By Stephanie Zacharek
By Robrt L. Pela
By Aaron Cutler
By Amy Nicholson
By Simon Abrams
By Chris Klimek
By Nick Schager
By Stephanie Zacharek
Except for Roman Polanski's 1971 adaptation of Macbeth, the new film Death and the Maiden is his only film version of a play. Shakespeare to Ariel Dorfman--what a comedown. Still, Polanski did his best--he gave Dorfman's dreary, annoyingly earnest revenge melodrama about political torture a smooth, elegant rendering onscreen. The film is a model of unfussy stage-to-screen transmigration--Polanksi allowed it to retain its basic shape as a one-set, three-character play without giving us claustrophobia. What he wasn't able to do is give substance to Dorfman's creaky dramaturgy. The plot goes through a variety of disbelief-overloading gymnastics to give a former political prisoner (Sigourney Weaver) the drop on the man (Ben Kingsley) she believes was her torturer of years earlier. After that, the script (by Dorfman and Rafael Yglesias) has little left to do but let the characters deliver long monologues to each other. Each plot development feels like a jump-start, to move the piece a few more blocks before it peters out again.
The setting is an isolated cottage on a coastal road in an unnamed South American country (Dorfman is Chilean) during a period of democratic reform. Weaver is the wife of an important government official (Stuart Wilson) who, like her, was a student activist in the days of the old regime, but who was never a prisoner. Her silence, in the face of repeated rapes and hideous torture, prevented his arrest, and now he's participating in the new regime's rather weak and toothless investigation of these atrocities. The husband gets a flat on the way home one night, and who should just happen to give him a lift but a weaselly doctor (Kingsley) whom Weaver, listening from the next room, instantly recognizes as her chief tormenter. She pulls a gun on him, and, over her husband's protestations, ties him to a chair. She claims only to want a confession, but Kingsley refuses to admit it was he--he claims he was practicing in Barcelona during the years in question.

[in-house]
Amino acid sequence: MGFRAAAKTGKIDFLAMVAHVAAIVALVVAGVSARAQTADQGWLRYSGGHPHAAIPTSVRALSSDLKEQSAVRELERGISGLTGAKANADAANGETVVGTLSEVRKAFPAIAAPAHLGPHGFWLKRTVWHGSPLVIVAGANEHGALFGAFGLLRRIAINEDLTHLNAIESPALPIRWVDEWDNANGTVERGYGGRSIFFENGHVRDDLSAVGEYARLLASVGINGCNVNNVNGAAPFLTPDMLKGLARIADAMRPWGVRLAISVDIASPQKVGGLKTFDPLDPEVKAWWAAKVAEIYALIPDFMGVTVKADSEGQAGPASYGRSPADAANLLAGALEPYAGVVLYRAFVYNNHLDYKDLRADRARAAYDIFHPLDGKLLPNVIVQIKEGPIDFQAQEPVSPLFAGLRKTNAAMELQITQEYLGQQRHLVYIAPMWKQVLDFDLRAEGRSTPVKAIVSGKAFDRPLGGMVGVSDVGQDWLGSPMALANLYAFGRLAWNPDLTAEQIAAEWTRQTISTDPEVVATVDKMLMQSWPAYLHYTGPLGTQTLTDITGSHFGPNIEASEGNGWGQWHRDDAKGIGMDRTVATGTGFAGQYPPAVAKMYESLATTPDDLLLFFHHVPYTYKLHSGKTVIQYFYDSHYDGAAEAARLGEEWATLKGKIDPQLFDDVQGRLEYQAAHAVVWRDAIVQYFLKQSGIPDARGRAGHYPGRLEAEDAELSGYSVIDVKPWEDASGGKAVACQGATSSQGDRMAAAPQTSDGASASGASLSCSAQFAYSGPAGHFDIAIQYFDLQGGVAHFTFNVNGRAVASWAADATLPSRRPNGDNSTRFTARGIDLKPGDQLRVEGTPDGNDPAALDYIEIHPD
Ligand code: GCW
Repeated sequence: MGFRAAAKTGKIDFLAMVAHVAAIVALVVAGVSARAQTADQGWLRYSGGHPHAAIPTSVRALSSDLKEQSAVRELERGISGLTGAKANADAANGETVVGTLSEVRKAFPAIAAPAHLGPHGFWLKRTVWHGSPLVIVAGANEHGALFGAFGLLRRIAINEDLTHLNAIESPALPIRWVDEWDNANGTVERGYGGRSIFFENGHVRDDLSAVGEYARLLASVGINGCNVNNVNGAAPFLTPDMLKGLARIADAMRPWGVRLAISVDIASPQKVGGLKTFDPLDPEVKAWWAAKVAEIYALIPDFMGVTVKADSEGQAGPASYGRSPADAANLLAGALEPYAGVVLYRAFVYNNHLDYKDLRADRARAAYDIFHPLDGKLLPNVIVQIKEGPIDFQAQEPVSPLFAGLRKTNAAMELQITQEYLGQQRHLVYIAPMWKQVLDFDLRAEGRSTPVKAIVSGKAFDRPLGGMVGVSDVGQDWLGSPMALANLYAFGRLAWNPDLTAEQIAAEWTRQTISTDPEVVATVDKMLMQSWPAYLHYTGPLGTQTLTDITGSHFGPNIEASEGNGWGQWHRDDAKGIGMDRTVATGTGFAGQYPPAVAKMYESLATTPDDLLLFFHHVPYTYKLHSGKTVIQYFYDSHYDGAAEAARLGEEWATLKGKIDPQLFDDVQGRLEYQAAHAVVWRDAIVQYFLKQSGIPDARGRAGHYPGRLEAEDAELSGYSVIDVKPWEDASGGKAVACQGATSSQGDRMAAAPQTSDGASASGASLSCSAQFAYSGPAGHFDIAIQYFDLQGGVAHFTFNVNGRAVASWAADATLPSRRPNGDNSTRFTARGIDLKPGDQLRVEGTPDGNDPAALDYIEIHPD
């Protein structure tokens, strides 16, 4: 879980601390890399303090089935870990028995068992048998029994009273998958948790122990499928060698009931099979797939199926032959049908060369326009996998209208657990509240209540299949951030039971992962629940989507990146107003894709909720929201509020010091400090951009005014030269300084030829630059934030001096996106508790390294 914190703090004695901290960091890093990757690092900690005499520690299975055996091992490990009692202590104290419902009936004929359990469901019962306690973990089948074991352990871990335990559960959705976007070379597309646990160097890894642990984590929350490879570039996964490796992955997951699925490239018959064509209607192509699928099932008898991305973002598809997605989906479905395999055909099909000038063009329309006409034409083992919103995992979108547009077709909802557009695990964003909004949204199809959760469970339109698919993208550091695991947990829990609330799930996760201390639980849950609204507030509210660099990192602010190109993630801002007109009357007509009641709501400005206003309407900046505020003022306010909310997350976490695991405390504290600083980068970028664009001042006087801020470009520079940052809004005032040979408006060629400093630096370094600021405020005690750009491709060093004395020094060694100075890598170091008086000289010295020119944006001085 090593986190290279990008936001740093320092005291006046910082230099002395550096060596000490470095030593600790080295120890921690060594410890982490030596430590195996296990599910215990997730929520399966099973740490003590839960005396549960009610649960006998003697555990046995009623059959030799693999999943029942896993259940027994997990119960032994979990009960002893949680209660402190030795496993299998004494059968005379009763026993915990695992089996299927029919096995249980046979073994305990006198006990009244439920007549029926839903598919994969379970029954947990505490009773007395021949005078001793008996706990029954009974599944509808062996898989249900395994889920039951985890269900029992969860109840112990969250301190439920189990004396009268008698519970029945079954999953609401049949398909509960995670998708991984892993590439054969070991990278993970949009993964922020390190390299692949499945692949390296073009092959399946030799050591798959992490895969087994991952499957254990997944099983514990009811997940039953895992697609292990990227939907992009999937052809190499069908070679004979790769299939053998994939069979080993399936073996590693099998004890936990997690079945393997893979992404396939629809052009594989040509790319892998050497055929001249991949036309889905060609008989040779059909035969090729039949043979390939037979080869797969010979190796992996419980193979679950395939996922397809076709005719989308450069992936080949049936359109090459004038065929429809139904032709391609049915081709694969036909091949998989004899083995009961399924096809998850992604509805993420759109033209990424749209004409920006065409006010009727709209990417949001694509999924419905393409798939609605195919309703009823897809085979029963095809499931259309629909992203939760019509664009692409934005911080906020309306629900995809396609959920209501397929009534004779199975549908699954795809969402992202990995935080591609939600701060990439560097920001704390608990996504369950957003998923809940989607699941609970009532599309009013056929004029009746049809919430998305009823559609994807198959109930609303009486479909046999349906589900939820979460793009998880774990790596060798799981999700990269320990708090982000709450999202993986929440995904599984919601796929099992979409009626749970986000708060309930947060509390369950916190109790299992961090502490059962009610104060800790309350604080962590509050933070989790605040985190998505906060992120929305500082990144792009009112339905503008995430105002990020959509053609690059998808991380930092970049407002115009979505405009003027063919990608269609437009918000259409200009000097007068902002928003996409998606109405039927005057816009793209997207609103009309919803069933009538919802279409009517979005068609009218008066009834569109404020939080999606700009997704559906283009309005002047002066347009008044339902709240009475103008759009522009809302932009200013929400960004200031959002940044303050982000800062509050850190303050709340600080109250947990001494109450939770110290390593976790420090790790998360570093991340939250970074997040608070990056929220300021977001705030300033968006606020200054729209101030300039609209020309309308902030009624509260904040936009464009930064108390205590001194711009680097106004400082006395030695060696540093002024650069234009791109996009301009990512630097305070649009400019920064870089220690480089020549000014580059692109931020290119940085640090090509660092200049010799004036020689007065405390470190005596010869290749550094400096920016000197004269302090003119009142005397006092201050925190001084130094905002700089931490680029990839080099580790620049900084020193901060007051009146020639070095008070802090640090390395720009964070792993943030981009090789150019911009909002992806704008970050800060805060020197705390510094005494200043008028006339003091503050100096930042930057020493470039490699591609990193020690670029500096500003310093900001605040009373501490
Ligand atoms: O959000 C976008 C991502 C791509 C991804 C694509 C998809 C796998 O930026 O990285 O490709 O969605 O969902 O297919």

Polanski buffs will observe that this isn't the first film in which the director combined domestic drama with captivity, although in the 1966 Cul-de-Sac, it was the married couple who were held prisoner. Once you've swallowed the initial contrivances, Death and the Maiden is reasonably tense; Polanski hurries it along, giving it the feel of a thriller in spite of the windiness of the verbiage. Tonini Delli Colli's cinematography is exquisite, particularly when the subject is the actors' faces. The visual high point of the film is the talking head of Kingsley, framed in front of the craggy coastline, as he pours out his desperate final monologue. There are jolting moments, especially the occasional bursts of violence, which have a blunt, ugly, undramatized feel. The characters really come across like people trying to physically dominate each other. And Polanski's antic perversity shows itself, too, as when Weaver uses her own panties to gag Kingsley.
There are those who think Sigourney Weaver is a stony stiff, and those who think she's a capable actress with a wonderful, heroic presence. I tend to the latter opinion, and this film should win her a few new converts--she gets through her punishingly difficult speeches with admirable simplicity and grace. Wilson, a good general-purpose actor usually relegated to more forgettable roles, holds his own as the husband, but Kingsley is the real standout as the terrified yet calculating doctor. Almost inevitably, his panic begins to draw one's sympathy, but that's about as close to emotional ambiguity as Death and the Maiden gets. Yet neither Weaver's nor Kingsley's outbursts really take us anywhere new on the subject. Death and the Maiden is a dramatic cul-de-sac, perhaps because torture is one of those subjects that rarely yields to aesthetic treatment. Depict it graphically, and you run the risk of seeming exploitive; set the story years after the fact and you get Death and the Maiden: three attractive, sophisticated-looking people having a wordy, rhetorical conflict in a well-appointed cottage.
No matter how eloquent the talk of torture is--and Dorfman does muster some eloquence at times--and no matter how well that talk is filmed, talk it remains. The stink and the screams become abstract.--
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